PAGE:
On record – Jeremy Huw Williams & Paula Fan – From The Hills of Dream: The Forgotten Songs of Arnold Bax (EM Records)

bax-songs

Jeremy Huw Williams (baritone), Paula Fan (piano)

Bax
The Grand Match (1903). To my Homeland (1904). Leaves, Shadows and Dreams. Viking-Battle-Song (1905). I fear thy kisses, gentle maiden. The Twa Corbies (both 1906). Longing. From the Hills of Dream (both 1907). Landskab (1908). Marguerite (1909). Das tote Kind (1911). Welcome, Somer. Of her Mercy (both 1914). A Leader (1916). The Splendour Falls (1917). Le Chant d’Isabeau. A Rabelaisian Catechism (both 1920). Carrey Clavel (1925) – all world premiere recordings

EM Records EMRCD073 [77’56”]

Producer Jeremy Huw Williams Engineer Wiley Ross

Recorded 13, 14, 16, 22 & 23 October 2020 at Jeff Haskell Recording Studio; 13 November 2020 at Jim Brady Recording Studios, University of Arizona, Tucson, USA

Written by Richard Whitehouse

What’s the story?

EM Records continues its coverage of lesser-known (or the lesser-known music of) English composers in an extensive survey of ‘forgotten’ songs by Arnold Bax, of which only a few were publicly performed in his lifetime with several of them first heard as recently as 2018.

What’s the music like?

Although he is best known for his symphonies and tone poems, songs with piano occupy a not unimportant place in Bax’s output – particularly over his formative years. This selection unfolds chronologically – opening with a lively setting of Moira O’ Neil’s The Grand Match, then continuing pensively with Stephen Gwynn’s To My Homeland in which Bax’s love of Irish culture was first manifest. Two settings of ‘Fiona Macleod’ (aka William Sharp) – the evocative Leaves, Shadows and Dreams, then the (would-be) heroics of Viking-Battle-Song – precede a ravishing take on Percy Shelley’s I fear thy kisses, gentle maiden, before The Twa Corbies finds Bax experimenting (not always successfully) with recitation in this traditional text. Two further settings of Macleod – the poised elegance of Longing, then the searching inwardness of From the Hills of Dream – lead on to this composer’s only treatment of a text in Danish, that of Landskab (Landscape) by Jens Peter Jacobsen, whose three manuscripts imply syntactical problems never adequately resolved despite the music’s gentle eloquence.

Bax set four texts by William Morris, among which the warmly expressive Marguerite went (surprisingly) unheard until now. The sombre symbolism of Conrad Ferdinand Meyer’s Das tote Kind is underplayed despite being in the original German, and two rondels by Geoffrey Chaucer – the wistful charm of Welcome, Somer then deft humour of Of her Mercy – exude sentiments to which he is more attuned. This is even more evident in A Leader, a setting of George Russell’s poem that underlines Bax’s emotional involvement with those issues and persons of Ireland’s ill-fated Easter Uprising that ranks among the composer’s finest songs. Few are likely to prefer his dogged setting of Alfred, Lord Tennyson’s The Splendour Falls to that by Britten (or the Delius part-song), whereas the traditional Le Chant d’Isabeau has appealing winsomeness. A Rabelaisian Catechism is a salacious take on another traditional text, with a little help from Vaughan Williams and Wagner, while Carrey Clavel matches Thomas Hardy’s wry observation of scorned love to a tee and makes for a delightful close.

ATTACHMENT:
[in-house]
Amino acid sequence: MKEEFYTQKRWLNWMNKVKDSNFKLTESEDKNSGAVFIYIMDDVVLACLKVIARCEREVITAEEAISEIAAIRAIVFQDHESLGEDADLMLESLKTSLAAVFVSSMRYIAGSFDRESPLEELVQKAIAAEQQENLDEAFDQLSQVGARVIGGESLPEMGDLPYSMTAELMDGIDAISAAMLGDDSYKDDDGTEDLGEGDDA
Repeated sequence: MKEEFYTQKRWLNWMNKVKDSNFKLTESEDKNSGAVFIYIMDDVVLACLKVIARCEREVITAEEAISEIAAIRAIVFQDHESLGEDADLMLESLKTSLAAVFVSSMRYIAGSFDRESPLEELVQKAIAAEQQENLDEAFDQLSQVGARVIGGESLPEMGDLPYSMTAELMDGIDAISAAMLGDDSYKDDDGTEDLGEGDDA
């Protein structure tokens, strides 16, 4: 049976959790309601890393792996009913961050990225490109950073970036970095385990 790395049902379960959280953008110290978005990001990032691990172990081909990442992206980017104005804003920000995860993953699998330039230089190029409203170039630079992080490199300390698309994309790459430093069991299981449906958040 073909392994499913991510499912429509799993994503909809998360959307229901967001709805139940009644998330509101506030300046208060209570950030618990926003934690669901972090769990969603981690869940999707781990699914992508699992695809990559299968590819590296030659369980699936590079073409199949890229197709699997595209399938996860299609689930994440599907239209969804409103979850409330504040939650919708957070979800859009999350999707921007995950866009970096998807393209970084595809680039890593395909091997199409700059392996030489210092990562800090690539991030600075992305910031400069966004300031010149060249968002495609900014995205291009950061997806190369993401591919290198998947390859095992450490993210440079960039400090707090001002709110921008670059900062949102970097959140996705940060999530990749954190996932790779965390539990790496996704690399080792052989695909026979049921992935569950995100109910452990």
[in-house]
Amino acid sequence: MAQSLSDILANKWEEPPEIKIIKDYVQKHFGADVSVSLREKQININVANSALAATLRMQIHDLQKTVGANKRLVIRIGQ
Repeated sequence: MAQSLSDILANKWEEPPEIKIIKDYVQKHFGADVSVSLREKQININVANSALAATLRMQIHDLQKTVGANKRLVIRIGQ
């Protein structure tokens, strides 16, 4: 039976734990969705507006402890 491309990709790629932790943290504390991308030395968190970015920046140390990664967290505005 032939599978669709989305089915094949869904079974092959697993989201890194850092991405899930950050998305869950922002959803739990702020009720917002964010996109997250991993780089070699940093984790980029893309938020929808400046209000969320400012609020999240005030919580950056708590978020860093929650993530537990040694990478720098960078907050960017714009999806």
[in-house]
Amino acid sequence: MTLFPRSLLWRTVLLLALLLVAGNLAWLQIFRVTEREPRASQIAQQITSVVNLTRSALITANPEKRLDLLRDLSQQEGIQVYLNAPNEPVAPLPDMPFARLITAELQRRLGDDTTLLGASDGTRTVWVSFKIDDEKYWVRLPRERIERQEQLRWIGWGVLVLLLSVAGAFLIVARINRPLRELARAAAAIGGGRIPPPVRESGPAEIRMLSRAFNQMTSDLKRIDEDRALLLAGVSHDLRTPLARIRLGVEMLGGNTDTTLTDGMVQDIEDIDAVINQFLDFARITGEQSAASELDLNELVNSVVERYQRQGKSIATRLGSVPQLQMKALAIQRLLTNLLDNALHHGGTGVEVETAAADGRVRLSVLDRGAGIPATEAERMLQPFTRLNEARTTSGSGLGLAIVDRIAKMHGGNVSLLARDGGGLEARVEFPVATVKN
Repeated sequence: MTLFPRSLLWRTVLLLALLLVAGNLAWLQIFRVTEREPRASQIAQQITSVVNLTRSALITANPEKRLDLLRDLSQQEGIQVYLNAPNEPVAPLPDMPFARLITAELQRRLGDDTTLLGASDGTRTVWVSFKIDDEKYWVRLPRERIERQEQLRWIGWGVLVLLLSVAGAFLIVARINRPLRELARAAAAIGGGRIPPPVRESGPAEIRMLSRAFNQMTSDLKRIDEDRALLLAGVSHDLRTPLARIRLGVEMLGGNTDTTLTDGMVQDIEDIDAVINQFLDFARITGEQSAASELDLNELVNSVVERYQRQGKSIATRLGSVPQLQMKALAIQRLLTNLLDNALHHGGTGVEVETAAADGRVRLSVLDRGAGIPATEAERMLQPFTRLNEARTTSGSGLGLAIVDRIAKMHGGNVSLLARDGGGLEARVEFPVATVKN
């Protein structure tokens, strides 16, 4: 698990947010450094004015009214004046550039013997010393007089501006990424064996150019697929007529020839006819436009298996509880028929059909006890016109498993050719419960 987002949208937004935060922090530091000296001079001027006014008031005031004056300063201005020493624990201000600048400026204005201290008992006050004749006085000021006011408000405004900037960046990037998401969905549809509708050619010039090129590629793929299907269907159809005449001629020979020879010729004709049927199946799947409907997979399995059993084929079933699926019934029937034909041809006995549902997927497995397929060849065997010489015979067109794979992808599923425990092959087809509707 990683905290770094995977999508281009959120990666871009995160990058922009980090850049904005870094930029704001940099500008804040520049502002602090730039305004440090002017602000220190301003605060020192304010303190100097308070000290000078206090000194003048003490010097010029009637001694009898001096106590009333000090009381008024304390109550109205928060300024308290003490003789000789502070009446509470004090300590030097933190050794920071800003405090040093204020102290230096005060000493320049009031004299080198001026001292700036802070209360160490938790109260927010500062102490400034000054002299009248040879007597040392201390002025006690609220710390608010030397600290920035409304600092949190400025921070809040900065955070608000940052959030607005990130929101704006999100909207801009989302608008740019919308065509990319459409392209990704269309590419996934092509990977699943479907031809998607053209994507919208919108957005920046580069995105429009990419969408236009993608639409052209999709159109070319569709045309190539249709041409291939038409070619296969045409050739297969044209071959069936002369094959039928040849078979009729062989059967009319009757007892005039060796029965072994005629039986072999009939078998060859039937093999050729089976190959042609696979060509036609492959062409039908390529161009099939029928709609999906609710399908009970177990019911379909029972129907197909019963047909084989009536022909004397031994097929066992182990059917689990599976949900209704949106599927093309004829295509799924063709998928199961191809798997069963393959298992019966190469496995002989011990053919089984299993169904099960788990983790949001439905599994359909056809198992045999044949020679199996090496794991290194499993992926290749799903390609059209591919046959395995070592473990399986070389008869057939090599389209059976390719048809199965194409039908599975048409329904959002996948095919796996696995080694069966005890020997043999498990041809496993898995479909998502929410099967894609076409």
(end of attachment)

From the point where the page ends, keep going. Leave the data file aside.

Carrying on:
Does it all work?

Most of the time. Almost from the outset, Bax was an inventive but also interventionist setter of texts, such that the poet’s sentiments are not necessarily those conveyed in his songs. This might explain why he increasingly eschewed the genre once he had found his true metier in orchestral and chamber media, so that there are very few songs from the mid-1920s onwards. That said, the literary range of what Bax did set as well as the expressive range of his settings ensures his contribution is a notable one and is enhanced by those songs featured on this disc.

Is it recommended?

Yes, not least through the advocacy of Jeremy Huw Williams whose unstinting advocacy is underpinned by Paula Fan’s perceptive accompaniment. The extensive booklet notes are by the Bax authority Graham Parlett, to whose memory this release is appropriately dedicated.

Listen and Buy

To listen to excerpts from this disc and view purchase options, visit the EM Records website. To read more about Arnold Bax, visit his dedicated composer website, and for more on the performers, click on the names of Jeremy Huw Williams and Paula Fan. Finally for more information on the English Music Festival, click here

On record – Duncan Honeybourne: De Profundis Clamavi (EM Records)

de-profundis-clamavi